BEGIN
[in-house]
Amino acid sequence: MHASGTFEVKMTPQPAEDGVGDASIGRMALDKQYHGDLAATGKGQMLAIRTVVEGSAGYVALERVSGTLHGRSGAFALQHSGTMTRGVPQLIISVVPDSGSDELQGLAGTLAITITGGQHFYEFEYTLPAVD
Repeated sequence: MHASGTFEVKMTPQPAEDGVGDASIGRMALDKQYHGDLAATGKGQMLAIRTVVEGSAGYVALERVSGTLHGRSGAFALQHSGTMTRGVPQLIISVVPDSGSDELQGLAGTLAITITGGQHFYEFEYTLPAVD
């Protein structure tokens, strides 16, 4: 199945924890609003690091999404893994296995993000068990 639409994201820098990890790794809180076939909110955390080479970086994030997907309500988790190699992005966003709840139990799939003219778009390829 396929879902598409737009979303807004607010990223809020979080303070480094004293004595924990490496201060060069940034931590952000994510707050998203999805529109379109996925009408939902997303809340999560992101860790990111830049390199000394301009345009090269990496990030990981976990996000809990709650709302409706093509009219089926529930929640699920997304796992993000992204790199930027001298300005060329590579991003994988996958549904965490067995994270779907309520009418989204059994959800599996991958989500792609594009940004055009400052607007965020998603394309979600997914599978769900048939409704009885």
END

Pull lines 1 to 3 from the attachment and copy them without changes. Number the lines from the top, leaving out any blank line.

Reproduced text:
[in-house]
Amino acid sequence: MHASGTFEVKMTPQPAEDGVGDASIGRMALDKQYHGDLAATGKGQMLAIRTVVEGSAGYVALERVSGTLHGRSGAFALQHSGTMTRGVPQLIISVVPDSGSDELQGLAGTLAITITGGQHFYEFEYTLPAVD
Repeated sequence: MHASGTFEVKMTPQPAEDGVGDASIGRMALDKQYHGDLAATGKGQMLAIRTVVEGSAGYVALERVSGTLHGRSGAFALQHSGTMTRGVPQLIISVVPDSGSDELQGLAGTLAITITGGQHFYEFEYTLPAVD